Authors:Dragana Živković, Aleksandra Mitovski, Ljubiša Balanović, Dragan Manasijević, and Živan Živković
Terpilowski et al. [ 9 ] and Cakir et al. [ 10 ], while Kleppa [ 11 ], Wittig et al. [ 12 ], and Yazawa et al. [ 13 ] expolored them using direct reaction calorimetry, and newest reference by Brunetti et al. [ 14 ]. Optimal thermodynamic activities for indium
Authors:Werner Hässelbarth, Jürgen Rauch, and Stefan M. Sarge
Among all these measurements and uncertainty budgets, that of the adiabatic temperature rise stands out as being specific to this type of calorimetry and applicable to other measurements in this field. Therefore, a separate publication was decided. The
Authors:F. Langmaier, M. Mládek, K. Kolomaznik, J. Šívarová, and S. Sukop
Hydrolysates from chromed leather waste obtained in powdered form on an industrial scale by using biotechnical methods were
analysed by TG an DSC techniques. Besides about 9% (mass/mass) of moisture, around 1% (mass/mass) of cyclohexylamine was found
in the pulverized hydrolysates. Calorimetric measurement of the reaction heats of the reactions of the hydrolysates with commercially
available aldehydes indicates that their reactivity decreases in the sequenceglutardialdehyde>>methylglyoxal≈acetaldehyde>>glyoxal>formaldehyde.
The Modulated Differential Calorimetry (MDSC) is applied to the determination of the reversibility in the cholesteryl chloride, which presents a cholesteric monotropic phase between the isotropic and crystalline states. The experimental modulation parameters that govern this method i.e. frequency, amplitude and heating/cooling rate, are determined. MDSC curves and complementary thermomicroscopical observations assign melting, crystallization and liquid cholesteric transition as ‘non reversing’, and clarification as ‘reversing’.
Authors:D. Hourston, M. Song, H. Pollock, and A. Hammiche
Modulated-temperature differential scanning calorimetry was used to measure the glass transition temperature,Tg, the heat capacity relaxation in the glassy state and the increment of heat capacity, δCp, in the glass transition region for several polymers. The differential of heat capacity with respect to temperature was used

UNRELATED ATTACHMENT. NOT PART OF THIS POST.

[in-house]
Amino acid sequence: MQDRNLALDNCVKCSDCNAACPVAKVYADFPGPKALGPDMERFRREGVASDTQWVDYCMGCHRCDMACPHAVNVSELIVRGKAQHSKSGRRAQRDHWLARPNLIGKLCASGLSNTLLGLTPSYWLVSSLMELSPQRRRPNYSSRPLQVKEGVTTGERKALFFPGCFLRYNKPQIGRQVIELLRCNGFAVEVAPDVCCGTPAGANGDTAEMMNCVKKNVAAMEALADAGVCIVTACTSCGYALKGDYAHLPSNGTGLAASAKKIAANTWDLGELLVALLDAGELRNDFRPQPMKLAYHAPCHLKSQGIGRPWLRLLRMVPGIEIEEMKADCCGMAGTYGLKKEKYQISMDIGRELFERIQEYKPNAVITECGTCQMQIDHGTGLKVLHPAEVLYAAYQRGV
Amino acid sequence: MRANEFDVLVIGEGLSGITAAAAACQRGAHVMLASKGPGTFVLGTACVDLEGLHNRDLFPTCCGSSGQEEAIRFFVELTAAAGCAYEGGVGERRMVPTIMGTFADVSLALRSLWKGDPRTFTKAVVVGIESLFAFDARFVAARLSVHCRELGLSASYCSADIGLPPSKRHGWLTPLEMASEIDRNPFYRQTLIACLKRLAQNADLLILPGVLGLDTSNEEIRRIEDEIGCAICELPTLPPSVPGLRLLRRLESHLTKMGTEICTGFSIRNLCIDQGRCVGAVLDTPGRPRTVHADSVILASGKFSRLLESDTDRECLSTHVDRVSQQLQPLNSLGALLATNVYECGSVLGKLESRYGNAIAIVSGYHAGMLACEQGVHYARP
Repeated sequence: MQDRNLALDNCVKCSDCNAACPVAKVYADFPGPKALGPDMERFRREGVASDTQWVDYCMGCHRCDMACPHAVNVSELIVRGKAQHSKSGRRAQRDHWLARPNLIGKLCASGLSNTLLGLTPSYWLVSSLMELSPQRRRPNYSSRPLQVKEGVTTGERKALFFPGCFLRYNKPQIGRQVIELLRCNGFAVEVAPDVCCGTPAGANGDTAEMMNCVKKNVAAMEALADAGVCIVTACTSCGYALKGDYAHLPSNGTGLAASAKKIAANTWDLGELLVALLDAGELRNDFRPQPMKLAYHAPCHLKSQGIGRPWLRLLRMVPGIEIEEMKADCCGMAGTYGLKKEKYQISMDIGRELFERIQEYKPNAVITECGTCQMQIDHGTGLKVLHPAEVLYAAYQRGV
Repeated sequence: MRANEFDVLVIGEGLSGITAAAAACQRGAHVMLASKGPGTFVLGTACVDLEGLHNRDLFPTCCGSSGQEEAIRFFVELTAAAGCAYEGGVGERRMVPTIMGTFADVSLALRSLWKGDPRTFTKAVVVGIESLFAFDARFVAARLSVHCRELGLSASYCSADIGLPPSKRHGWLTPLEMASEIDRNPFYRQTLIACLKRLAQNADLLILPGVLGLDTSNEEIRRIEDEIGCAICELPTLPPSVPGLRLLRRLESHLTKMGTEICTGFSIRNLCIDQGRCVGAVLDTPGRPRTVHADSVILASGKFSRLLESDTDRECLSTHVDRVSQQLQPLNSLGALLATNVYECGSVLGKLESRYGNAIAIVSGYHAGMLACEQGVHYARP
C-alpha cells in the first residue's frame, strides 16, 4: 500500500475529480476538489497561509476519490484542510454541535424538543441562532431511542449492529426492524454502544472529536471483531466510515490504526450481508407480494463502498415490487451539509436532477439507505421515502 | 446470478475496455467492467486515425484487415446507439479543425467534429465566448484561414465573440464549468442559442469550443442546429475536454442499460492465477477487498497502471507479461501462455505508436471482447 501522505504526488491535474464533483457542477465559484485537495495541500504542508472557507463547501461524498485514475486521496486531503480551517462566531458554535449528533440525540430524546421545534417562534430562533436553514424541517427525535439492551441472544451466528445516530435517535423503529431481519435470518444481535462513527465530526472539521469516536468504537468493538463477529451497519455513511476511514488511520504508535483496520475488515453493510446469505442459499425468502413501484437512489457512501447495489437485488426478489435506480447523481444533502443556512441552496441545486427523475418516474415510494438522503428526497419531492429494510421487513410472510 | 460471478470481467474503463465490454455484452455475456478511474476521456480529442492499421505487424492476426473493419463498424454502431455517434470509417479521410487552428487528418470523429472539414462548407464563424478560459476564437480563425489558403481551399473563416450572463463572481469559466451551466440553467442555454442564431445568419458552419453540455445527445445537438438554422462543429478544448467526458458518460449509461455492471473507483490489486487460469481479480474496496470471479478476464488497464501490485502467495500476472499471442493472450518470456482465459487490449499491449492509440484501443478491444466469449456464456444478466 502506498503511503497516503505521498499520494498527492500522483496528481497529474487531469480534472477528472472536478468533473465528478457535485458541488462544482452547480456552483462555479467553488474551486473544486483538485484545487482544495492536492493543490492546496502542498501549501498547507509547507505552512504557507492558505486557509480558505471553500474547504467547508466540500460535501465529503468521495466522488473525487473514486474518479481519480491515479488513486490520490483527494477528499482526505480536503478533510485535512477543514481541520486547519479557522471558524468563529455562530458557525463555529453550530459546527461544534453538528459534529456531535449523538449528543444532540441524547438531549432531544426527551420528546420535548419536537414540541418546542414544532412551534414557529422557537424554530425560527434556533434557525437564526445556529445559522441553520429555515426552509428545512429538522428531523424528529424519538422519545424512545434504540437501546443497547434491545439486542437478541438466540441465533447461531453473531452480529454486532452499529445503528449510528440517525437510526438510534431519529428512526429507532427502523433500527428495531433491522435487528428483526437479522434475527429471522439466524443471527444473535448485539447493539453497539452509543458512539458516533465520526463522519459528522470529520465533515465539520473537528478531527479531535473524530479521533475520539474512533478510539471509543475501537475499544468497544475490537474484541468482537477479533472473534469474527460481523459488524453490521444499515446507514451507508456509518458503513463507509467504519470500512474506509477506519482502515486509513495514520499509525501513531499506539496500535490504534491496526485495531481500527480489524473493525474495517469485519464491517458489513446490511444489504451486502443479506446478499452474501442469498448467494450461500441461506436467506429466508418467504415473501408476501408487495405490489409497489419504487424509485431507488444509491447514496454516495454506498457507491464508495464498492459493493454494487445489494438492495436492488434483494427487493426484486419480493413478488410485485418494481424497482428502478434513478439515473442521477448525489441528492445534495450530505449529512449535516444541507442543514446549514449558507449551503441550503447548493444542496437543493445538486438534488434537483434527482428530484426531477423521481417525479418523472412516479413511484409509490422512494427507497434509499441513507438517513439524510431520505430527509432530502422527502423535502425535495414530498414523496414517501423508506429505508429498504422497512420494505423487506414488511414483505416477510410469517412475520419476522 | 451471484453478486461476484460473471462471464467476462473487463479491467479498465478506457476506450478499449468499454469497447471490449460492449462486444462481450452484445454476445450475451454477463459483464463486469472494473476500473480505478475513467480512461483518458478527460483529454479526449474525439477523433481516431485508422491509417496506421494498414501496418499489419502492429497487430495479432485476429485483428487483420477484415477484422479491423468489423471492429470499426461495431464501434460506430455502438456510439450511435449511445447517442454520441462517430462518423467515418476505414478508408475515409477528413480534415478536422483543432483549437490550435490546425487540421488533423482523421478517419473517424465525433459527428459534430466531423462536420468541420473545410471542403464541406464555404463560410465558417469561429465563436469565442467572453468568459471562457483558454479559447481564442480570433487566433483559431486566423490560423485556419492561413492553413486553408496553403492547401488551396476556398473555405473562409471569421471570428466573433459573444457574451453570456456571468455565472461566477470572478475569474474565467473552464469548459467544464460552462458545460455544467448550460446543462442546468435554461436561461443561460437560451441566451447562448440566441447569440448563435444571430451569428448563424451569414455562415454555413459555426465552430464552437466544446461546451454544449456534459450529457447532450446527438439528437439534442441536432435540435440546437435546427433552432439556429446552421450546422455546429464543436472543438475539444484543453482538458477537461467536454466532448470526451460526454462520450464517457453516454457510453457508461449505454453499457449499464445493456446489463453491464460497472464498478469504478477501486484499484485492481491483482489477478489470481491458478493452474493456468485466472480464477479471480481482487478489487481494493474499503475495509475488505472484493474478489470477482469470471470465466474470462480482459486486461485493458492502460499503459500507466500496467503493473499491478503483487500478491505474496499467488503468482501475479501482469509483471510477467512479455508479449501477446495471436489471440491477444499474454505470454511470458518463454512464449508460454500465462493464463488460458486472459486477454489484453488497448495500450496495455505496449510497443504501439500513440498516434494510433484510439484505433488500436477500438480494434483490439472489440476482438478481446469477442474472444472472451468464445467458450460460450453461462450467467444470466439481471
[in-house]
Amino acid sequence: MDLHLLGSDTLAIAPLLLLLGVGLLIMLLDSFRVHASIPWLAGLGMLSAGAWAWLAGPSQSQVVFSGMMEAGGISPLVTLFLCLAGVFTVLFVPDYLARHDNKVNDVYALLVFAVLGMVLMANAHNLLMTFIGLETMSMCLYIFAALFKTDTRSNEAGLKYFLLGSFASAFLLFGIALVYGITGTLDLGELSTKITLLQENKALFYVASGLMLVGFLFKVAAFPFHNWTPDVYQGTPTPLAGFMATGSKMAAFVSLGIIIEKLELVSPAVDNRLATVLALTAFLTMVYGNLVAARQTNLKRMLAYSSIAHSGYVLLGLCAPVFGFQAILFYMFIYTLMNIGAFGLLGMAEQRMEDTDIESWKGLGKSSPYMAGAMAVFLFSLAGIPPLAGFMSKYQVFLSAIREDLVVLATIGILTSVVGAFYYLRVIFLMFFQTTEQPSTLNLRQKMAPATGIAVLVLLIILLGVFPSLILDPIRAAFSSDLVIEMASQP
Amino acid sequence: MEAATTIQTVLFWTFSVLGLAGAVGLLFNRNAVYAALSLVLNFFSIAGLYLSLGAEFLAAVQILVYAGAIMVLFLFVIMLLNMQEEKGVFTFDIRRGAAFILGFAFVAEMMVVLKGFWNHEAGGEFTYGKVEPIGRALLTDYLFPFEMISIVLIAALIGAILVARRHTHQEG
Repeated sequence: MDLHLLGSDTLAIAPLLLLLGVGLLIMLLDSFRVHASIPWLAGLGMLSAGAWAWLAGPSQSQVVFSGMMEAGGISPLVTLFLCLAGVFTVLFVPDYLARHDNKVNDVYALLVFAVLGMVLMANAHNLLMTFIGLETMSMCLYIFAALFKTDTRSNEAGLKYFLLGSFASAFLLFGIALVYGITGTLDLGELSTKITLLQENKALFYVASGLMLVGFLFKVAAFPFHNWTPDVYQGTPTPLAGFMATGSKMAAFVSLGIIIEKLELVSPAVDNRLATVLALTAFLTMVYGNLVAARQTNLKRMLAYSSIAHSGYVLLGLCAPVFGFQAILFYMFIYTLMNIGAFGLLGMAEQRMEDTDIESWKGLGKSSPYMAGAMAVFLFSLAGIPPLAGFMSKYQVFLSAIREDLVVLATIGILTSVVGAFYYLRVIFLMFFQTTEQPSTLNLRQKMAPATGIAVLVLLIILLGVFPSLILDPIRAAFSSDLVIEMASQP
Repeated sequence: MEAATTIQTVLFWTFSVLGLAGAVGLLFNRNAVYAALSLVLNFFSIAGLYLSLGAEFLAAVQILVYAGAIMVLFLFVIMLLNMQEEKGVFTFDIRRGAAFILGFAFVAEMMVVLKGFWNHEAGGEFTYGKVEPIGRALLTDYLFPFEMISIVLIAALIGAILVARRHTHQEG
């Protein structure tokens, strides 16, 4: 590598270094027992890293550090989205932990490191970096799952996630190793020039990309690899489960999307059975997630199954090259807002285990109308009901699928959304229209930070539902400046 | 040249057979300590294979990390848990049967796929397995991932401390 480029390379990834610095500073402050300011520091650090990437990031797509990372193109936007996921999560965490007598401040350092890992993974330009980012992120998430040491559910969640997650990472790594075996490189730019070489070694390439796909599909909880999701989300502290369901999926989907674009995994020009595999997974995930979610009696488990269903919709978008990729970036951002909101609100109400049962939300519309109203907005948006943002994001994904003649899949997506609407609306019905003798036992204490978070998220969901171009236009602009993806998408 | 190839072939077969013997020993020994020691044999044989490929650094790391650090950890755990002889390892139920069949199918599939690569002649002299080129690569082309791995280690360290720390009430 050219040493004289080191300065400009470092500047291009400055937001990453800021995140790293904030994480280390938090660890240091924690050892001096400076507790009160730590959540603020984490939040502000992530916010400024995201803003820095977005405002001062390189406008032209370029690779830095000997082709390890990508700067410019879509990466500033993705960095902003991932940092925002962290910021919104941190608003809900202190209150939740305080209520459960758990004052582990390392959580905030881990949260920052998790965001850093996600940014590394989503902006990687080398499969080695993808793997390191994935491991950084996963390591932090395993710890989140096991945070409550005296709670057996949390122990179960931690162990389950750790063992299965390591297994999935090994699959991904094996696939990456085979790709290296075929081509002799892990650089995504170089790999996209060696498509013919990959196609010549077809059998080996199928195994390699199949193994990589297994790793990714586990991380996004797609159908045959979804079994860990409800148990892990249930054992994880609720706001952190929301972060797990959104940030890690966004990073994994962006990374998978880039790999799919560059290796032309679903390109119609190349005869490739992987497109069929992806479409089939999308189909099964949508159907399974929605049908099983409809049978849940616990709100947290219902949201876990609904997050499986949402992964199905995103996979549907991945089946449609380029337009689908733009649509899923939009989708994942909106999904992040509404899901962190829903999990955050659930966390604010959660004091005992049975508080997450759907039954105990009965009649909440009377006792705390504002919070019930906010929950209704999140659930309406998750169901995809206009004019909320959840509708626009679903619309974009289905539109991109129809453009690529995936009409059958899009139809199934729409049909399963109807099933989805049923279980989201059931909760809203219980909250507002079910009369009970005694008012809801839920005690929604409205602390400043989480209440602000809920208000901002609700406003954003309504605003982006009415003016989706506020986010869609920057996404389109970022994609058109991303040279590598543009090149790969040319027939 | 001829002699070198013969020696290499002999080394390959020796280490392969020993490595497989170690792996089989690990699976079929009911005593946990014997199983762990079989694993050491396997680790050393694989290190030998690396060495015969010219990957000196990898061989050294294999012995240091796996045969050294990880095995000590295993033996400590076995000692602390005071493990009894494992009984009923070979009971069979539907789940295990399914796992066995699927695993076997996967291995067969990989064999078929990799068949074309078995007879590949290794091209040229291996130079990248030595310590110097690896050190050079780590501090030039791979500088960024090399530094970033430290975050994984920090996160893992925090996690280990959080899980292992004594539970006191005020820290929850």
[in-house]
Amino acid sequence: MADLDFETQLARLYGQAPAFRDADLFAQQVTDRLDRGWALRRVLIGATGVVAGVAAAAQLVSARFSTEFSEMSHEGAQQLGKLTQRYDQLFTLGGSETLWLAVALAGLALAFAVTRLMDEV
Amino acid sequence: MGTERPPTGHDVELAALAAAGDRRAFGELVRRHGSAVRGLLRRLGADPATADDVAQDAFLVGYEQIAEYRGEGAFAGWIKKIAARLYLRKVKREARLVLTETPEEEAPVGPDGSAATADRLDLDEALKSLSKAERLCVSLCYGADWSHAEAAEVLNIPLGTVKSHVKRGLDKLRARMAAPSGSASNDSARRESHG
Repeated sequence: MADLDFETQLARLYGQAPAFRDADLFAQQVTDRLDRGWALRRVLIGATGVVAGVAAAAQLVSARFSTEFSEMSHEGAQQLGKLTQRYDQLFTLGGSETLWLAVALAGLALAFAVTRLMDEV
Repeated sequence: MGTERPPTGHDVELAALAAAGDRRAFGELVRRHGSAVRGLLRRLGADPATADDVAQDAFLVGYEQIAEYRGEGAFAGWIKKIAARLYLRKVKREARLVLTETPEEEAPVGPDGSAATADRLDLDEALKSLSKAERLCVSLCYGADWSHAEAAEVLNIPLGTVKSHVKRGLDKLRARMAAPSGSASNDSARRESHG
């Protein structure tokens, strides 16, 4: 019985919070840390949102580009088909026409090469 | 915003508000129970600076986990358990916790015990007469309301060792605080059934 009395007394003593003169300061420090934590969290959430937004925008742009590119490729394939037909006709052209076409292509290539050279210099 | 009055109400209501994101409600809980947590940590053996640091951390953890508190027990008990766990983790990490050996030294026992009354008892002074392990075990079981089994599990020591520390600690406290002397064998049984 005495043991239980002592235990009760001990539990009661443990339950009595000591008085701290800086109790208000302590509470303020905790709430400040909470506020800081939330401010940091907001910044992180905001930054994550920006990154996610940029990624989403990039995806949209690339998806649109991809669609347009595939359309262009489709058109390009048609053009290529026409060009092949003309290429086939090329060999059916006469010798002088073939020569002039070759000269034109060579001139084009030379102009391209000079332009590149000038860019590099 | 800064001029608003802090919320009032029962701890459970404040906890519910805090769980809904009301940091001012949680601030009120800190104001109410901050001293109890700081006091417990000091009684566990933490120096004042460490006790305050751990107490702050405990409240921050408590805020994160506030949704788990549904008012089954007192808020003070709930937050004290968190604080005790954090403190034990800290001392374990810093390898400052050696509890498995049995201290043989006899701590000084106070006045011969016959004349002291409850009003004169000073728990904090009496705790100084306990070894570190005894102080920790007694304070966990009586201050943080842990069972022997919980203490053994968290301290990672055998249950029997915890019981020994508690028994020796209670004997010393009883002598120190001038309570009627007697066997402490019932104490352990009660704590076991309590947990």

to analyseTg and δCp simply and accurately. These measurements are not affected by complex thermal histories.
Differential scanning calorimetry (DSC) is extensively used in chemistry and physics to analyze, e.g. phase transitions of different compounds [ 1 , 2 ]. Recently this technique has been used with increasing
Authors:Paul-Antoine Santoni, Frédéric Morandini, and Toussaint Barboni
The aim of this study is to investigate fireline intensity at the laboratory scale by means of oxygen consumption (OC) calorimetry and to test Byram’s formulation. Effective heat of combustion and combustion
Authors:A. Samuni, D. Crommelin, N. Zuidam, and Y. Barenholz
This study was aimed to investigate the physicochemical changes induced in 200 nm extruded oligolamellar DPPC:DPPG (10:1)
liposomes by freezing, followed by γ-irradiation, in the absence and presence of 5 mM stable cyclic nitroxide radicals, 2,2,6,6-tetramethylpiperidine-1-oxyl
(Tempo) and 4-hydroxy-2,2,6,6-tetramethylpiperidine-1-oxyl (Tempol). The characterization is based on the use of differential
scanning calorimetry (DSC) and was aimed to differentiate the contribution of freezing and γ-irradiation in the presence and
absence of nitroxides. Liposomal preparations of DPPC/DPPG which have sub-, pre- and main-phase transitions in the temperature
range (0�C<Tm<50�C) were used.
Our results show that: (1) freezing modified and induced fusion to MLV as well as fission to SUV, (2) freezing did not fully
prevent the radiation-induced changes in the thermotropic characteristics of the liposomes, and (3) Tempo and Tempol did not
prevent the changes in thermotropic behavior caused as a result of freezing of the liposomal dispersion. These results demonstrate
that DSC is a powerful and sensitive tool in both physical and chemical studies of lipid assemblies.
Authors:M. Eugenia Sesto Cabral and E. Elizabeth Sigstad
that 1 °C increase in temperature between 20 and 25 °C produces 7% increase in respiration rate.
Calorimetry could be a suitable technique to measure CO 2 evolution from glucose amended soils. A method was developed to measure CO 2 evolution